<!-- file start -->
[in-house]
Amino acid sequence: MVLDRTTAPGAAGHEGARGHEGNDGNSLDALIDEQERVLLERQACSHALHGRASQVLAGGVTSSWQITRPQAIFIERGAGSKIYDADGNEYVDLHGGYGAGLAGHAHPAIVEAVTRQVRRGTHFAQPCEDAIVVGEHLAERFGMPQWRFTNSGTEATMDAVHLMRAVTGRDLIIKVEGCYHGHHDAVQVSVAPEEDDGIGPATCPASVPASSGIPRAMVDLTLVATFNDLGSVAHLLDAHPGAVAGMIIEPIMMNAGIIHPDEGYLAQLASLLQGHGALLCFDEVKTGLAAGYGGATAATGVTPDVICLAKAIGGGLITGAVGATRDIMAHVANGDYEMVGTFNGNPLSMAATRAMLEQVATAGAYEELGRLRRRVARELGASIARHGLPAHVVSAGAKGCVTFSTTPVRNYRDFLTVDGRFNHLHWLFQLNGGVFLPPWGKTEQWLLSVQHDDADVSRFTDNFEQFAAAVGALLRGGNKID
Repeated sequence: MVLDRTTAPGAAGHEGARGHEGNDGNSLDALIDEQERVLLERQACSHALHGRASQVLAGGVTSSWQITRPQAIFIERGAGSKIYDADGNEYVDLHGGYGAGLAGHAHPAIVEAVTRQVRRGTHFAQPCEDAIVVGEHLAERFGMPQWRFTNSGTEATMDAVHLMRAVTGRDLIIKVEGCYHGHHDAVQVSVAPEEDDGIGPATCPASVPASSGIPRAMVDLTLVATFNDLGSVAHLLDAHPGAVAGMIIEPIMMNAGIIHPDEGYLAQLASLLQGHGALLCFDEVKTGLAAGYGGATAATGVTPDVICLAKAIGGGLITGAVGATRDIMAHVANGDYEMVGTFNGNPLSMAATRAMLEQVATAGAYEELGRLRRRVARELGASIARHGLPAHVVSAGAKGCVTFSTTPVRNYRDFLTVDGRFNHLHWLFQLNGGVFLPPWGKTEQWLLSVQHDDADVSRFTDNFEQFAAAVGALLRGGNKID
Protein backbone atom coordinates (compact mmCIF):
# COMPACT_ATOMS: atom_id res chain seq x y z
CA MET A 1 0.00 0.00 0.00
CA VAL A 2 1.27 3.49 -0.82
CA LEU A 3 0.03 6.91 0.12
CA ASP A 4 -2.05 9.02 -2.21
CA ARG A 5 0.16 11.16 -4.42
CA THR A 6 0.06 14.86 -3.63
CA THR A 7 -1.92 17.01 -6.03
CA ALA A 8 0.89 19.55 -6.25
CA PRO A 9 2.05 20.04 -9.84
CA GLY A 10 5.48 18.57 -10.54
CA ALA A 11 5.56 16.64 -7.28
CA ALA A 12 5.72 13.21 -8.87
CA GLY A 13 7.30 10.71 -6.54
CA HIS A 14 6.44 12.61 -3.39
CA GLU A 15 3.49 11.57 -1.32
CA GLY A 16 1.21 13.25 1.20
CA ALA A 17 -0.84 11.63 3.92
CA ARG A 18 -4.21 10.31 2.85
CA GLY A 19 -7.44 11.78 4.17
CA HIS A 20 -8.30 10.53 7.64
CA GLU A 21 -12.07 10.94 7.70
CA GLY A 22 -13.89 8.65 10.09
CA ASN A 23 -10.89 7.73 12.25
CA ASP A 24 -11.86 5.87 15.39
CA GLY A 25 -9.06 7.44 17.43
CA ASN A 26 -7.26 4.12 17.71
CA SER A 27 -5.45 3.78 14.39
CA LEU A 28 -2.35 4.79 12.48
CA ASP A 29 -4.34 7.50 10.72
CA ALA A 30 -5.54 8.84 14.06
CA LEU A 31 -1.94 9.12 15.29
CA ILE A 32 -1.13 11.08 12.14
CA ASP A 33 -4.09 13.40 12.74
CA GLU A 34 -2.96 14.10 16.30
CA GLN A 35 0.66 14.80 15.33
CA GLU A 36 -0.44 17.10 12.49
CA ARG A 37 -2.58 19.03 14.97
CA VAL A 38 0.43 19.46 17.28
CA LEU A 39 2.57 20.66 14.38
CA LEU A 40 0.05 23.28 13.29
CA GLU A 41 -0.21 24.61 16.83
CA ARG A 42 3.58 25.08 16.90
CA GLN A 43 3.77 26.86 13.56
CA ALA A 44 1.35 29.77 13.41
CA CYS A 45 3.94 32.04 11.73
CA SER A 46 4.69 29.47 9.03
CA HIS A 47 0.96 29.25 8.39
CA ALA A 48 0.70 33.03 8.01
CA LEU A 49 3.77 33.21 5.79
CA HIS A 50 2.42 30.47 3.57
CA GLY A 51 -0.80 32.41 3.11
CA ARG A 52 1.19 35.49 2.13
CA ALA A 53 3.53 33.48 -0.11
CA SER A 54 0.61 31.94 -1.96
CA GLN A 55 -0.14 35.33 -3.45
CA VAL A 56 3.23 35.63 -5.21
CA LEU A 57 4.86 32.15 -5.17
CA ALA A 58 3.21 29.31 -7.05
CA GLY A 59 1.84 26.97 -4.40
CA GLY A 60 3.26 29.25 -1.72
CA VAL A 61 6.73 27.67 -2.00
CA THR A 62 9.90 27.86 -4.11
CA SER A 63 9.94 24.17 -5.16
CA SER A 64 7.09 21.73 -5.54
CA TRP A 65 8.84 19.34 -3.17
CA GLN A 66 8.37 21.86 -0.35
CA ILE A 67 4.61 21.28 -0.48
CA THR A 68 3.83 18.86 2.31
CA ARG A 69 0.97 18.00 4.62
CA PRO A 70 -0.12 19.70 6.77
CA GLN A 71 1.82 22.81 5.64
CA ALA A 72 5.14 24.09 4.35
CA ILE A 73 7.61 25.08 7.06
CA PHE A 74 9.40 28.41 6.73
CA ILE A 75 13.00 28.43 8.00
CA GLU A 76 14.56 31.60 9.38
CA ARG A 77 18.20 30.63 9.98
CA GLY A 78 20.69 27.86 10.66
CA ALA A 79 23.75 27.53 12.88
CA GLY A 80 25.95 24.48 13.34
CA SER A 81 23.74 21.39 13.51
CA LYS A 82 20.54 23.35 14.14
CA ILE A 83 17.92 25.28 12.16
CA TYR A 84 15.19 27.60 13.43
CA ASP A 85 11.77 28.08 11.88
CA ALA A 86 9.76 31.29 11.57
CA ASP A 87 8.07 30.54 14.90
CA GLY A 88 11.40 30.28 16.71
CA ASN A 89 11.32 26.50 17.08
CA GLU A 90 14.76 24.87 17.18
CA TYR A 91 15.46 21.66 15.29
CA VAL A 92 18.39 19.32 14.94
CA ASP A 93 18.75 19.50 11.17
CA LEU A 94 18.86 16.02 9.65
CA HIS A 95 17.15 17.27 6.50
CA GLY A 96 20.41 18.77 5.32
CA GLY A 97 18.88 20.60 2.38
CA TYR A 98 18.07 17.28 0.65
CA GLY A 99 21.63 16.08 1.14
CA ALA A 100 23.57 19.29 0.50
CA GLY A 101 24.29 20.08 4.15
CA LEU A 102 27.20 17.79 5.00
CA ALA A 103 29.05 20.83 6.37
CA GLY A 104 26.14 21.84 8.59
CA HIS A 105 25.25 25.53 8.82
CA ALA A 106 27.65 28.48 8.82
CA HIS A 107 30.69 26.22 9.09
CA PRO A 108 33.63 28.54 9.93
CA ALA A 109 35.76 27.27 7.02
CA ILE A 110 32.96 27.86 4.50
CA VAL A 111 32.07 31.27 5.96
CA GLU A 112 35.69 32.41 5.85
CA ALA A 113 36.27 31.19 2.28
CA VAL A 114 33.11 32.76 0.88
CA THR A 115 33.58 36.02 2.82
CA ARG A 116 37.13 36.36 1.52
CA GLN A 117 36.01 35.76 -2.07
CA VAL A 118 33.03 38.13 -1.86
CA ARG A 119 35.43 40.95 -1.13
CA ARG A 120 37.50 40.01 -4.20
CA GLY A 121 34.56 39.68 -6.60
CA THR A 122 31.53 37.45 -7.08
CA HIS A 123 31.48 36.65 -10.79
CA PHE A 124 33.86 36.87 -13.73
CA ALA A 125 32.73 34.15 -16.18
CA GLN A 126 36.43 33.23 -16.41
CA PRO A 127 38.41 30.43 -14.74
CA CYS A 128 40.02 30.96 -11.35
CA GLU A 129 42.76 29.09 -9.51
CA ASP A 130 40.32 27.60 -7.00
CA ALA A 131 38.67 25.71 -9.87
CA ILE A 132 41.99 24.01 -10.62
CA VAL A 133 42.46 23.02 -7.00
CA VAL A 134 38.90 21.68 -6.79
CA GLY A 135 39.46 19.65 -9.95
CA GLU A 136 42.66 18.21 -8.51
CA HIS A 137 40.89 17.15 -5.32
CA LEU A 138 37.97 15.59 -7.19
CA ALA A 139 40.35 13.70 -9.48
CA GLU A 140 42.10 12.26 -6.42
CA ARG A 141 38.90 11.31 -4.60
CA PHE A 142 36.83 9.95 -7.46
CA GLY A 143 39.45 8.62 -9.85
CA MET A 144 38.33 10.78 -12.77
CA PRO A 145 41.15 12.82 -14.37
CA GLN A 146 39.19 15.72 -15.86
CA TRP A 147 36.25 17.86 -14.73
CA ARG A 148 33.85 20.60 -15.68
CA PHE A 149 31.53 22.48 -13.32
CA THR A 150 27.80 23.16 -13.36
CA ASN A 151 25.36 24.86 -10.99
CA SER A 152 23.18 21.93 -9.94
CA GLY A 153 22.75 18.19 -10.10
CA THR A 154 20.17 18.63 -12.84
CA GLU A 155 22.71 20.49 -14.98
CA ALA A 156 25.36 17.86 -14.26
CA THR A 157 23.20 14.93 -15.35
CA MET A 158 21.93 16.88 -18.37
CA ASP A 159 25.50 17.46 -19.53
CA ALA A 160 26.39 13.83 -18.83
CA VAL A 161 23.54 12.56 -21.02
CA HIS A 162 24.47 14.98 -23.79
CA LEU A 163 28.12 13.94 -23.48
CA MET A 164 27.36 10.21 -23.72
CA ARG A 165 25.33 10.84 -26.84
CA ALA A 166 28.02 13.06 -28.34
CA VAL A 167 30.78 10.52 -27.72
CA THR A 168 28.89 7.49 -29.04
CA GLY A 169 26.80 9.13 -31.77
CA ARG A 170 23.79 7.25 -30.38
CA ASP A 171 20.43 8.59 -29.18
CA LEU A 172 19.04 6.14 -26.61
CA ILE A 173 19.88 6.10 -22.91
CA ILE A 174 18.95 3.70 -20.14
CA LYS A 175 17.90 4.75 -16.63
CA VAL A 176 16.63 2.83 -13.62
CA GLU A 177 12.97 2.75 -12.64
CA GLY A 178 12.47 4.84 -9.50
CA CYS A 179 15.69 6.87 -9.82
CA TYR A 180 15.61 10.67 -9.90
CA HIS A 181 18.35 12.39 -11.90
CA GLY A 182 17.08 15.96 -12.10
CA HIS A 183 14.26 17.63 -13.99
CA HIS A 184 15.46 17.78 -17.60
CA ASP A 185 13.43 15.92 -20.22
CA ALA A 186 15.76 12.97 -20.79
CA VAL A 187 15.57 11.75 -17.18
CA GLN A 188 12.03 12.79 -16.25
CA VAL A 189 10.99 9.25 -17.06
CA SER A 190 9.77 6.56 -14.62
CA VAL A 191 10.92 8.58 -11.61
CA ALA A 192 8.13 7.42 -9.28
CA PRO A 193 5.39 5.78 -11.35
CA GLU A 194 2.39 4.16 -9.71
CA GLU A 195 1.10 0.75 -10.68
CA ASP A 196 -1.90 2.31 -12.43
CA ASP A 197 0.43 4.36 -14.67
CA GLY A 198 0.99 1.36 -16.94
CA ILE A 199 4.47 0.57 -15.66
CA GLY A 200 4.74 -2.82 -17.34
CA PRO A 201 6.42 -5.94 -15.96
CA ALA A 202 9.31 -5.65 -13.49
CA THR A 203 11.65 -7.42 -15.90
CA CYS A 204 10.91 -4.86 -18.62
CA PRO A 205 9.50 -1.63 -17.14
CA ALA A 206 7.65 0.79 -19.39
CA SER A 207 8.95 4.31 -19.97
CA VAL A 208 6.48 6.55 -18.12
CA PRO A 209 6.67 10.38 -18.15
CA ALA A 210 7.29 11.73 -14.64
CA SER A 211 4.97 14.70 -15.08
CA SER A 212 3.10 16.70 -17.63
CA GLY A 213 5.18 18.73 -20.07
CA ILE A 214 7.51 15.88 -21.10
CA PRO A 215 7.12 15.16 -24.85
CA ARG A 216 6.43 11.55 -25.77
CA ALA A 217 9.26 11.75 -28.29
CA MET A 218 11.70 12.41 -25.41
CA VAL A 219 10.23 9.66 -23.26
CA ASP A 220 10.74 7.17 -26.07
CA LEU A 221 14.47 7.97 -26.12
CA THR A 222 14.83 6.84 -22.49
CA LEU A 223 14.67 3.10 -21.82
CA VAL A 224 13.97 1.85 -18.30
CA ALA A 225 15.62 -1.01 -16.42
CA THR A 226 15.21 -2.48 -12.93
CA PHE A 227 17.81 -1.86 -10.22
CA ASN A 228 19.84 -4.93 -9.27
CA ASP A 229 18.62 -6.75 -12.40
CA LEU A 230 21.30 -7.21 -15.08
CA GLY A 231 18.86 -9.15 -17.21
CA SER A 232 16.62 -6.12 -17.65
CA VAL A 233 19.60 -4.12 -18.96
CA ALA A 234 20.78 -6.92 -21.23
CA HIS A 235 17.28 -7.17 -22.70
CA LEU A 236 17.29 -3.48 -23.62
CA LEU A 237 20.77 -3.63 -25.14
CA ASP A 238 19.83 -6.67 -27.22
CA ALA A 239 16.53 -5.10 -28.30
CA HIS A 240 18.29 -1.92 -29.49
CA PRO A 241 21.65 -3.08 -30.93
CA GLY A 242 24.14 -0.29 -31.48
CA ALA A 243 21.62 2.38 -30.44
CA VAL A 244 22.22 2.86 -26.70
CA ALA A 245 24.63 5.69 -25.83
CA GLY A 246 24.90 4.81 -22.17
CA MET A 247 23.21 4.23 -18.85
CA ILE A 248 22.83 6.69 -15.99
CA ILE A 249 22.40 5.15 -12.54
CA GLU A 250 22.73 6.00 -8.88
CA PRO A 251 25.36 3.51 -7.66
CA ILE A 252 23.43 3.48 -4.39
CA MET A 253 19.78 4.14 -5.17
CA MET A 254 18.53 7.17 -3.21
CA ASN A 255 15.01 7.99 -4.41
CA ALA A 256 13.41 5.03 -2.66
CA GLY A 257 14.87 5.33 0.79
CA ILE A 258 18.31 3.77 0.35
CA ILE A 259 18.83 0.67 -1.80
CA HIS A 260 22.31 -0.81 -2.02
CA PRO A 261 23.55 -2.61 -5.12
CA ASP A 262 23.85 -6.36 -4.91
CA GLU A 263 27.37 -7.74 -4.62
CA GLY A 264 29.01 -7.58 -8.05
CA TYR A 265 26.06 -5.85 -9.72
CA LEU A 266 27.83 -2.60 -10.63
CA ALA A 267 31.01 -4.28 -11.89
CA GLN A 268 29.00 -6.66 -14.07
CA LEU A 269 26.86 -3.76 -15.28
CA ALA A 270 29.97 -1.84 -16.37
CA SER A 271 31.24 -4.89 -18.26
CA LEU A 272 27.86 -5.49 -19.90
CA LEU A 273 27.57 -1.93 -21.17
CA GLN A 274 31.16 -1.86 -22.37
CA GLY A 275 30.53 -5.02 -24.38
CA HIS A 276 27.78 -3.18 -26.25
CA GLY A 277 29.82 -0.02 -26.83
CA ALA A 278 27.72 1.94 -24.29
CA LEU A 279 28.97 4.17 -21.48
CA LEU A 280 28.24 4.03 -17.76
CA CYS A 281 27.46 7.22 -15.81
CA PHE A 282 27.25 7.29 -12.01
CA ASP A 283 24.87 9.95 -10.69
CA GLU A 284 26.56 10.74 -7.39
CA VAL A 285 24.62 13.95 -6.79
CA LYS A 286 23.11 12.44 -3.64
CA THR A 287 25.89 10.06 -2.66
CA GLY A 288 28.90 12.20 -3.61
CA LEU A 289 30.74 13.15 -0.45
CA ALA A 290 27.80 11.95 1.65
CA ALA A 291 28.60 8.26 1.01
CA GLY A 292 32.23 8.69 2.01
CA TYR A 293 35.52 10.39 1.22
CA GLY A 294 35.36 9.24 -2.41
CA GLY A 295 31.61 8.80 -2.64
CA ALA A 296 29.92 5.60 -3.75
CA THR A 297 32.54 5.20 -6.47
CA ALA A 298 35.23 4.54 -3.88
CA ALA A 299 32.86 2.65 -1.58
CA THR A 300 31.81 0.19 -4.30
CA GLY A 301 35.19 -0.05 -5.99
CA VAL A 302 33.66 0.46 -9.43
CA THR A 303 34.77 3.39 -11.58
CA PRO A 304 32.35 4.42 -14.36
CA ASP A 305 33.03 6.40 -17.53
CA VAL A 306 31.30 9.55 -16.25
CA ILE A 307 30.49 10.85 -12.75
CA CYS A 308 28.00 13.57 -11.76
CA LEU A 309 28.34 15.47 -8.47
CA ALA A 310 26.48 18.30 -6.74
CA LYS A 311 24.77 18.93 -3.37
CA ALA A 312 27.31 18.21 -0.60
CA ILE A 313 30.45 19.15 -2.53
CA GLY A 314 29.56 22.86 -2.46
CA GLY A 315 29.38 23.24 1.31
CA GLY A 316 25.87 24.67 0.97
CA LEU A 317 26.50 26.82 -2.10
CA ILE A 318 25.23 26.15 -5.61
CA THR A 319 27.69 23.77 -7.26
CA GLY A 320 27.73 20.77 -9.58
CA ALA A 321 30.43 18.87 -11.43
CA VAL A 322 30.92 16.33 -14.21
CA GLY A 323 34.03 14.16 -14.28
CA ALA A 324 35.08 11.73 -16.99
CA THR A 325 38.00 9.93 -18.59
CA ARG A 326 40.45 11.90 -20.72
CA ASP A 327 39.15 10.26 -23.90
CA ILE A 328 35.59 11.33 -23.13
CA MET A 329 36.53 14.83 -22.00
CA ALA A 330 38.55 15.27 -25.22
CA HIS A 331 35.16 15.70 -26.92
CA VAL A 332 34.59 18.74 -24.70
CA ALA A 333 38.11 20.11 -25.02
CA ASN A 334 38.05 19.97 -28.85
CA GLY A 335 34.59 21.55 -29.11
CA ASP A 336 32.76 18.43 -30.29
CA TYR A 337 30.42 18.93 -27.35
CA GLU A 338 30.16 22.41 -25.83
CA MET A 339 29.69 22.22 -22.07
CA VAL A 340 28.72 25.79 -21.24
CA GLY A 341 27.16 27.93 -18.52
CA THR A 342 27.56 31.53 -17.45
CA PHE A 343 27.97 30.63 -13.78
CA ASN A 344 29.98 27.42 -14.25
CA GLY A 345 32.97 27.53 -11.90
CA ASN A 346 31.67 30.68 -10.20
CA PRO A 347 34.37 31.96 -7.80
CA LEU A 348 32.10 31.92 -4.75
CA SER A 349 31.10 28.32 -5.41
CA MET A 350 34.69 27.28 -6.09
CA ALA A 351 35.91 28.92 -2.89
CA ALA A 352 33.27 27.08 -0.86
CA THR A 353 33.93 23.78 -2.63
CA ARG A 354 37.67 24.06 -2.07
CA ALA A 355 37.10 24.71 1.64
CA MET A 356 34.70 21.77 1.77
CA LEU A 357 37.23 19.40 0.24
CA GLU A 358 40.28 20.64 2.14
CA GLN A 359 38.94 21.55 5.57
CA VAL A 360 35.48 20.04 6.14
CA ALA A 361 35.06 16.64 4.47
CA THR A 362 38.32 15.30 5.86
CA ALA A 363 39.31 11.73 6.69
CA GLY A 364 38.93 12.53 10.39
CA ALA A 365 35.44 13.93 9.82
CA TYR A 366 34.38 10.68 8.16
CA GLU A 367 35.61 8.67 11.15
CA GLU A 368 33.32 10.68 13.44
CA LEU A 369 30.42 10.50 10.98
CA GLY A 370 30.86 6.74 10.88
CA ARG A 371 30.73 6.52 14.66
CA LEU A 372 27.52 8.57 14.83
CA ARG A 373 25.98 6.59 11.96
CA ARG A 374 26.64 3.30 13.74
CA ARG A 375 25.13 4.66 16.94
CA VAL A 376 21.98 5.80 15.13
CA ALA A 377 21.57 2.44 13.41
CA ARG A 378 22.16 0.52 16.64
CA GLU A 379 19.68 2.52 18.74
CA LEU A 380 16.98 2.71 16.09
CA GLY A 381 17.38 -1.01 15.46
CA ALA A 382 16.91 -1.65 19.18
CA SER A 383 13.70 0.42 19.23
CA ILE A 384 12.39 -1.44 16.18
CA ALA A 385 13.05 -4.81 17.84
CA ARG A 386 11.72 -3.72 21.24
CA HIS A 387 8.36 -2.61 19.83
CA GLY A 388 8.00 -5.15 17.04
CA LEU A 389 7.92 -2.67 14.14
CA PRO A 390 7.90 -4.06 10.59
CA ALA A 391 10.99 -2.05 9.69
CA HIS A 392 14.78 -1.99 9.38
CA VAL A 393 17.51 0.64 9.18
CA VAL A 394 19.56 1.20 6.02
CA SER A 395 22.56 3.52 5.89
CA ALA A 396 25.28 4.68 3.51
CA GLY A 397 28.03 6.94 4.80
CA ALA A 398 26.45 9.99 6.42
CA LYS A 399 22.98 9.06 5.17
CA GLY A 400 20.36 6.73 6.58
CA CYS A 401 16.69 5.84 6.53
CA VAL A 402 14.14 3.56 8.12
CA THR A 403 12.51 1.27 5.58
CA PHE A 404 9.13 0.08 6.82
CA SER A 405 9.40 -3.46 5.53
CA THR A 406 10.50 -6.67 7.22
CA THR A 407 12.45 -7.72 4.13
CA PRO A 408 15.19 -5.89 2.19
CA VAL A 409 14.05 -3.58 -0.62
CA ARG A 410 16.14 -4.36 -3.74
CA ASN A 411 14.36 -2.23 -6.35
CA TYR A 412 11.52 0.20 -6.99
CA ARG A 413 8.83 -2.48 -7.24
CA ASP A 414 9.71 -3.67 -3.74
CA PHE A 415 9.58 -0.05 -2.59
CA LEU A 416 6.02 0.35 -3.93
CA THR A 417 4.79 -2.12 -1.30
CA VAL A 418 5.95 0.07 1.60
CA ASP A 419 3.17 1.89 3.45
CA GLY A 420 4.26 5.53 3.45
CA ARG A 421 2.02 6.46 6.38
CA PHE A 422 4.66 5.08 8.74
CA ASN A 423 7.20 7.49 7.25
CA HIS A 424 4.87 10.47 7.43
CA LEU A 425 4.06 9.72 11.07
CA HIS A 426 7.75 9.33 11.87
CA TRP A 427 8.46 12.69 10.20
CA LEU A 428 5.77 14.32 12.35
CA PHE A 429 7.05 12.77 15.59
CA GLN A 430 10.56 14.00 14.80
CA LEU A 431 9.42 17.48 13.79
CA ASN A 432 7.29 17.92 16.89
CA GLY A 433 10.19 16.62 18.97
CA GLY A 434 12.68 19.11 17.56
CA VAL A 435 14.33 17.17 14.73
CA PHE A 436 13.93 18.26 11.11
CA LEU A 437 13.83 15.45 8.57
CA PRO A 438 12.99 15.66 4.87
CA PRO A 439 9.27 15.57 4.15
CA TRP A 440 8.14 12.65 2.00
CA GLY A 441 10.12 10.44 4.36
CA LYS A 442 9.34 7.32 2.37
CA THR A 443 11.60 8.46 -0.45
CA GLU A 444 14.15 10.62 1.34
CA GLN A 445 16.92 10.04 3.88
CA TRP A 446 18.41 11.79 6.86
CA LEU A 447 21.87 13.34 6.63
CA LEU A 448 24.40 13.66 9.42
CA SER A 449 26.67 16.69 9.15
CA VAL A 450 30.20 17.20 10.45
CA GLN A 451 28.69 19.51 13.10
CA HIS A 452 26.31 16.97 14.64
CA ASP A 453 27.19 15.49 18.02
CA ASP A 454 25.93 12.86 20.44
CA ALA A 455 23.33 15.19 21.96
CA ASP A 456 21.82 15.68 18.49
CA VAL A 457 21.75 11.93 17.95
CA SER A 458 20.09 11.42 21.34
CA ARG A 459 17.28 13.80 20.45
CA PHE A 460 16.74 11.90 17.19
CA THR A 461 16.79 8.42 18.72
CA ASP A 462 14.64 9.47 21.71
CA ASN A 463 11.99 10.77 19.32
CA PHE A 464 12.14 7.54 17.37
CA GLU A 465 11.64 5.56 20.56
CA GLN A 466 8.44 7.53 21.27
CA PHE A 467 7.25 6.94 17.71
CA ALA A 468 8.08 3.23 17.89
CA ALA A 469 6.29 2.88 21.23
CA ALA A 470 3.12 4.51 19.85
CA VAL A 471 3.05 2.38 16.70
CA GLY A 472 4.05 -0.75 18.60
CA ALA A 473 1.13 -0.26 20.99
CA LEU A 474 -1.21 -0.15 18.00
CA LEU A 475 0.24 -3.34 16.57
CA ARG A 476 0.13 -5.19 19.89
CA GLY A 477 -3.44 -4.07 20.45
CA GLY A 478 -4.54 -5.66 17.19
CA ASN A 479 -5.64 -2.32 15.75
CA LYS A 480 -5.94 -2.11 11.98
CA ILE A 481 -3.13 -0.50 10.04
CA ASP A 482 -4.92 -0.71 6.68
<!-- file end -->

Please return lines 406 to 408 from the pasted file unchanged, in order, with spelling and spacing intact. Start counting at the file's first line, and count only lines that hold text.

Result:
CA CYS A 401 16.69 5.84 6.53
CA VAL A 402 14.14 3.56 8.12
CA THR A 403 12.51 1.27 5.58